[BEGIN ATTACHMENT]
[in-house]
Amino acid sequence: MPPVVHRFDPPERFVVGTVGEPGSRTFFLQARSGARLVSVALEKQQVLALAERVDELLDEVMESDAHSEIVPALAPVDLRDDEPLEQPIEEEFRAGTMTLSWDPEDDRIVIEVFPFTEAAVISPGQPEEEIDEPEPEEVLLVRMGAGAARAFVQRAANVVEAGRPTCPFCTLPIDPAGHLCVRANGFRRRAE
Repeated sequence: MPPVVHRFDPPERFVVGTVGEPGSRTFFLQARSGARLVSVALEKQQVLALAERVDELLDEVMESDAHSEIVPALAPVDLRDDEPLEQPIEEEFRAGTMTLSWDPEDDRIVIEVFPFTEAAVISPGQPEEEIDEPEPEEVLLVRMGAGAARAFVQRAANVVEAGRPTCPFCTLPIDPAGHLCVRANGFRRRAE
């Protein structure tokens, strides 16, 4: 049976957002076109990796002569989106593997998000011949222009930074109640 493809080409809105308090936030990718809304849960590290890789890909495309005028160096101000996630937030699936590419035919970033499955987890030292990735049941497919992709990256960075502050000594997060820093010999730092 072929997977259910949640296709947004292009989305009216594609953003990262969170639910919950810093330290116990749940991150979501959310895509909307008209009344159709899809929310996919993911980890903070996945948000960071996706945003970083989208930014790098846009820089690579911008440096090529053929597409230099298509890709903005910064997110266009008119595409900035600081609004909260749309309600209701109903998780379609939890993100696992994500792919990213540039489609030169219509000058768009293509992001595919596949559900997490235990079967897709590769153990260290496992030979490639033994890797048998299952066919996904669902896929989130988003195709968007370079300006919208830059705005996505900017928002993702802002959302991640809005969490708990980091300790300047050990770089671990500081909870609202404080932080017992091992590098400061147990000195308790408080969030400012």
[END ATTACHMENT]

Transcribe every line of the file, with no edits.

[in-house]
Amino acid sequence: MPPVVHRFDPPERFVVGTVGEPGSRTFFLQARSGARLVSVALEKQQVLALAERVDELLDEVMESDAHSEIVPALAPVDLRDDEPLEQPIEEEFRAGTMTLSWDPEDDRIVIEVFPFTEAAVISPGQPEEEIDEPEPEEVLLVRMGAGAARAFVQRAANVVEAGRPTCPFCTLPIDPAGHLCVRANGFRRRAE
Repeated sequence: MPPVVHRFDPPERFVVGTVGEPGSRTFFLQARSGARLVSVALEKQQVLALAERVDELLDEVMESDAHSEIVPALAPVDLRDDEPLEQPIEEEFRAGTMTLSWDPEDDRIVIEVFPFTEAAVISPGQPEEEIDEPEPEEVLLVRMGAGAARAFVQRAANVVEAGRPTCPFCTLPIDPAGHLCVRANGFRRRAE
């Protein structure tokens, strides 16, 4: 049976957002076109990796002569989106593997998000011949222009930074109640 493809080409809105308090936030990718809304849960590290890789890909495309005028160096101000996630937030699936590419035919970033499955987890030292990735049941497919992709990256960075502050000594997060820093010999730092 072929997977259910949640296709947004292009989305009216594609953003990262969170639910919950810093330290116990749940991150979501959310895509909307008209009344159709899809929310996919993911980890903070996945948000960071996706945003970083989208930014790098846009820089690579911008440096090529053929597409230099298509890709903005910064997110266009008119595409900035600081609004909260749309309600209701109903998780379609939890993100696992994500792919990213540039489609030169219509000058768009293509992001595919596949559900997490235990079967897709590769153990260290496992030979490639033994890797048998299952066919996904669902896929989130988003195709968007370079300006919208830059705005996505900017928002993702802002959302991640809005969490708990980091300790300047050990770089671990500081909870609202404080932080017992091992590098400061147990000195308790408080969030400012």